Set in the fag-end of the 1930s, Terence Rattigan's second
play is a judgemental look at the not-so-bright, not-so-young things still
trying to party as the next generation is busy stacking up the chairs.
Originally the play opened in 1939, and only ran for a few weeks before
the war changed everyone's concerns. Since then it has had something of
the reputation of a lost masterpiece, but Rattigan himself described the
play as "turgid" and certainly it is rather wordy and earnest,
and occasionally overflows with the bitterness of recently lost innocence.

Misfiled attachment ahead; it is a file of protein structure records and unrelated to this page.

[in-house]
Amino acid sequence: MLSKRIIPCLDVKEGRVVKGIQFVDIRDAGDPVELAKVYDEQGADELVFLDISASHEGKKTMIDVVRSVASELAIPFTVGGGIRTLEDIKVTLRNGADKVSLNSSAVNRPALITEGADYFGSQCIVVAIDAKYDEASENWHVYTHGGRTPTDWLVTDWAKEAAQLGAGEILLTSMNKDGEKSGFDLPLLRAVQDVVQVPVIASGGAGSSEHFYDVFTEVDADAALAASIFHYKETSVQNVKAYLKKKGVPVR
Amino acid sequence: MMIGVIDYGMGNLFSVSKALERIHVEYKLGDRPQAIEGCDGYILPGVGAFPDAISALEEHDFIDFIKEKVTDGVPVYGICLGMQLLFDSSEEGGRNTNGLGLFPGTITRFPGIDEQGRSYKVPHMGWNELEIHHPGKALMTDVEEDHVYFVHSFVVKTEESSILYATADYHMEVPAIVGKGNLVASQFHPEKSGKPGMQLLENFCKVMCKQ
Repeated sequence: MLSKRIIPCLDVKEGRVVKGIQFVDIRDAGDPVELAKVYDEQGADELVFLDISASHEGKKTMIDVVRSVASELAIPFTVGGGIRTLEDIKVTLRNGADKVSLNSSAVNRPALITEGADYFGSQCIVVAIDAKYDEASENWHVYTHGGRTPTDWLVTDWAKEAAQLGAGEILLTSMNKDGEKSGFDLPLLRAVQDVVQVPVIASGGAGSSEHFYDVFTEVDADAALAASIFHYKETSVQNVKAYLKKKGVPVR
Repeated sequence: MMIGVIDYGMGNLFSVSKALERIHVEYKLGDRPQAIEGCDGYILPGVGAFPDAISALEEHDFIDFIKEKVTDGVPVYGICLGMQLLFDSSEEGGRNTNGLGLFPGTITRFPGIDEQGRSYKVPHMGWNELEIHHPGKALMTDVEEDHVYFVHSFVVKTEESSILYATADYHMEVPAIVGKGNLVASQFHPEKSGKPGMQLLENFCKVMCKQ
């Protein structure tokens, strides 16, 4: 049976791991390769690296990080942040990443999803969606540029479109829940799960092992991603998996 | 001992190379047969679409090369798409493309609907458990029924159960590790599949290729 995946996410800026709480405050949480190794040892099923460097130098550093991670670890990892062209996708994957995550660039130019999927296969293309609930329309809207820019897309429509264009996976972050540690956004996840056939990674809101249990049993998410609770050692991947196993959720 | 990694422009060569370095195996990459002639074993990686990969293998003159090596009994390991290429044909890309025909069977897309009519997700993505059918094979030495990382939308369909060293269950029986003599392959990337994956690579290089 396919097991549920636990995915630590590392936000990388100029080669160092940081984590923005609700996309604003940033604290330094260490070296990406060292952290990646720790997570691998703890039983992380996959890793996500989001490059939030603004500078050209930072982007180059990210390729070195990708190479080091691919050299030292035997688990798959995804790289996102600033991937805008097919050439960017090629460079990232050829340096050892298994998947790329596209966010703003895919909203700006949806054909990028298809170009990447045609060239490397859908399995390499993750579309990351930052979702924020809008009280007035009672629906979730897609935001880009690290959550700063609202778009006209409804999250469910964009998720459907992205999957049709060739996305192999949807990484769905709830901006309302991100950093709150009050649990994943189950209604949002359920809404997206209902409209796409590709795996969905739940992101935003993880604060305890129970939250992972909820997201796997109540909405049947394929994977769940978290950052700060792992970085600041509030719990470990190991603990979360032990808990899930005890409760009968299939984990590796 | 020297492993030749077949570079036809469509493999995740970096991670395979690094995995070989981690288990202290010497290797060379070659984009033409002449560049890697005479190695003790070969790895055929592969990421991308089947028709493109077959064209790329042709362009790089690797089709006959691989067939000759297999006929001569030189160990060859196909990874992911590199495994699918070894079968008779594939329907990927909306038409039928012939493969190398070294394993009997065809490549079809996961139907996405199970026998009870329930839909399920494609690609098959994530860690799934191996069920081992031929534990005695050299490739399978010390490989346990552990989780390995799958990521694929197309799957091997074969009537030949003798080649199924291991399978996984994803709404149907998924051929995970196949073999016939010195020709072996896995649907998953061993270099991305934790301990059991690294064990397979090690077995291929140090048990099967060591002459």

Still, Oxford Stage Company's show is fine matinée fare, full of
melodrama and cliché (though none the worse for that), and a great
opportunity to see TV comedy regulars giving some outrageously fine performances.
We open with a young woman falling for her boyfriend's much older, married
guardian, deciding she knows what is best for him, and setting to sorting
out his life, starting with the drink.
Jeremy Dennis 19.11.02